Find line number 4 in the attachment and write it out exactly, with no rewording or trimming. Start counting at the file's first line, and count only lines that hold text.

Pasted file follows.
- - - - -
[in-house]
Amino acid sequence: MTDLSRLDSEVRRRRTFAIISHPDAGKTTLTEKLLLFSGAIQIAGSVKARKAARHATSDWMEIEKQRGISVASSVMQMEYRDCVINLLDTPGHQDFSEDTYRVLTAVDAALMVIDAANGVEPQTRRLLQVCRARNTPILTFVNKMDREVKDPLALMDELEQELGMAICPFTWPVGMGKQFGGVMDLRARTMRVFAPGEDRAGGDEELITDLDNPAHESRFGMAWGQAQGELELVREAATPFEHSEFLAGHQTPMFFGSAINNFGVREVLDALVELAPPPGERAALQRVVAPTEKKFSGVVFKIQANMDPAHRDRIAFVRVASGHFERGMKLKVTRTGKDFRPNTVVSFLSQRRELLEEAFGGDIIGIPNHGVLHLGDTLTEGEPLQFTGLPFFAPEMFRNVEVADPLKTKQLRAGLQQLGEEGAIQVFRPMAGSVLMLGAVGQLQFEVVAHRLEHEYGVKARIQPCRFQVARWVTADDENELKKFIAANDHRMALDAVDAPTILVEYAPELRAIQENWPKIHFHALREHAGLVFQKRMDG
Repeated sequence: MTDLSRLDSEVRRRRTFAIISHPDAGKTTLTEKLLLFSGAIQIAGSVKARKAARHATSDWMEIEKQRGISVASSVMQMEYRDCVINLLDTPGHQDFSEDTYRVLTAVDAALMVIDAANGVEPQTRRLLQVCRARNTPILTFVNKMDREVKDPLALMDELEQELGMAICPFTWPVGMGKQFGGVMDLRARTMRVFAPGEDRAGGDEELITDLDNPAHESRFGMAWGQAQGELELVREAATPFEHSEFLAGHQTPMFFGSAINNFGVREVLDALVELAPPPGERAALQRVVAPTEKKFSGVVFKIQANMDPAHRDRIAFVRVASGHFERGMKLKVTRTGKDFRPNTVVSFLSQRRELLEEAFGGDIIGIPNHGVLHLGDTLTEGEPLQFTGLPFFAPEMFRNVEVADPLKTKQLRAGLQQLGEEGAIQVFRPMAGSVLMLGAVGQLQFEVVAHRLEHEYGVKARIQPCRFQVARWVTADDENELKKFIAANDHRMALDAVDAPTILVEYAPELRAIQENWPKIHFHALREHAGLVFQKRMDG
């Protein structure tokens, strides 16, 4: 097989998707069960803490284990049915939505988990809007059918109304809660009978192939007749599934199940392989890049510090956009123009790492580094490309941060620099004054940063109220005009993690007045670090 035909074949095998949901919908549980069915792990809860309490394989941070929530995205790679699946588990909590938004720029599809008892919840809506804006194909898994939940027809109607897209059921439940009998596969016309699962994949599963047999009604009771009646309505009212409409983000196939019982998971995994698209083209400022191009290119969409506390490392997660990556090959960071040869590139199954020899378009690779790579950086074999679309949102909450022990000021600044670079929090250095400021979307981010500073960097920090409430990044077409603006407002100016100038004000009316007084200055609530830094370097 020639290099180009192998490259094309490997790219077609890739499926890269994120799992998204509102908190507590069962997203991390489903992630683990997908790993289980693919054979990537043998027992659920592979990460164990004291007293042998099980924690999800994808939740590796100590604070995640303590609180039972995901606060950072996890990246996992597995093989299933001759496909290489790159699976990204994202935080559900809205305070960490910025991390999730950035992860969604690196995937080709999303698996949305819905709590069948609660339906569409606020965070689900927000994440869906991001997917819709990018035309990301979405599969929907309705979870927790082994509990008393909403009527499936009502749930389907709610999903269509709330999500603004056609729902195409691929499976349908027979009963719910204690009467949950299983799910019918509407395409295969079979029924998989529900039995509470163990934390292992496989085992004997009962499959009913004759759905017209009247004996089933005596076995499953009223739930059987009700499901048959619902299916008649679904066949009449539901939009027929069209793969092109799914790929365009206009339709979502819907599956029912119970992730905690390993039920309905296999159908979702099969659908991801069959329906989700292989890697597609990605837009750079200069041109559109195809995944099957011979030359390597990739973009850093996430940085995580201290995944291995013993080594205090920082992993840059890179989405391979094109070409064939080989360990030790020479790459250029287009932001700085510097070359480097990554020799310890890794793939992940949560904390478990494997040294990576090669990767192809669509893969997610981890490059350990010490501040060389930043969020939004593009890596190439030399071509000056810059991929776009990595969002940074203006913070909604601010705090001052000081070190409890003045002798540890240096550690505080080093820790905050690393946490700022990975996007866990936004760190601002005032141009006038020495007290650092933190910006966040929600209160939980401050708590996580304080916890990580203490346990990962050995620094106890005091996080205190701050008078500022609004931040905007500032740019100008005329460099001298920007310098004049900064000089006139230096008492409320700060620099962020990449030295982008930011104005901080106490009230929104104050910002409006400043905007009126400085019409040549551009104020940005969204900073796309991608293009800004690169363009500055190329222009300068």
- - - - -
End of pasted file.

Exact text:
């Protein structure tokens, strides 16, 4: 097989998707069960803490284990049915939505988990809007059918109304809660009978192939007749599934199940392989890049510090956009123009790492580094490309941060620099004054940063109220005009993690007045670090 035909074949095998949901919908549980069915792990809860309490394989941070929530995205790679699946588990909590938004720029599809008892919840809506804006194909898994939940027809109607897209059921439940009998596969016309699962994949599963047999009604009771009646309505009212409409983000196939019982998971995994698209083209400022191009290119969409506390490392997660990556090959960071040869590139199954020899378009690779790579950086074999679309949102909450022990000021600044670079929090250095400021979307981010500073960097920090409430990044077409603006407002100016100038004000009316007084200055609530830094370097 020639290099180009192998490259094309490997790219077609890739499926890269994120799992998204509102908190507590069962997203991390489903992630683990997908790993289980693919054979990537043998027992659920592979990460164990004291007293042998099980924690999800994808939740590796100590604070995640303590609180039972995901606060950072996890990246996992597995093989299933001759496909290489790159699976990204994202935080559900809205305070960490910025991390999730950035992860969604690196995937080709999303698996949305819905709590069948609660339906569409606020965070689900927000994440869906991001997917819709990018035309990301979405599969929907309705979870927790082994509990008393909403009527499936009502749930389907709610999903269509709330999500603004056609729902195409691929499976349908027979009963719910204690009467949950299983799910019918509407395409295969079979029924998989529900039995509470163990934390292992496989085992004997009962499959009913004759759905017209009247004996089933005596076995499953009223739930059987009700499901048959619902299916008649679904066949009449539901939009027929069209793969092109799914790929365009206009339709979502819907599956029912119970992730905690390993039920309905296999159908979702099969659908991801069959329906989700292989890697597609990605837009750079200069041109559109195809995944099957011979030359390597990739973009850093996430940085995580201290995944291995013993080594205090920082992993840059890179989405391979094109070409064939080989360990030790020479790459250029287009932001700085510097070359480097990554020799310890890794793939992940949560904390478990494997040294990576090669990767192809669509893969997610981890490059350990010490501040060389930043969020939004593009890596190439030399071509000056810059991929776009990595969002940074203006913070909604601010705090001052000081070190409890003045002798540890240096550690505080080093820790905050690393946490700022990975996007866990936004760190601002005032141009006038020495007290650092933190910006966040929600209160939980401050708590996580304080916890990580203490346990990962050995620094106890005091996080205190701050008078500022609004931040905007500032740019100008005329460099001298920007310098004049900064000089006139230096008492409320700060620099962020990449030295982008930011104005901080106490009230929104104050910002409006400043905007009126400085019409040549551009104020940005969204900073796309991608293009800004690169363009500055190329222009300068």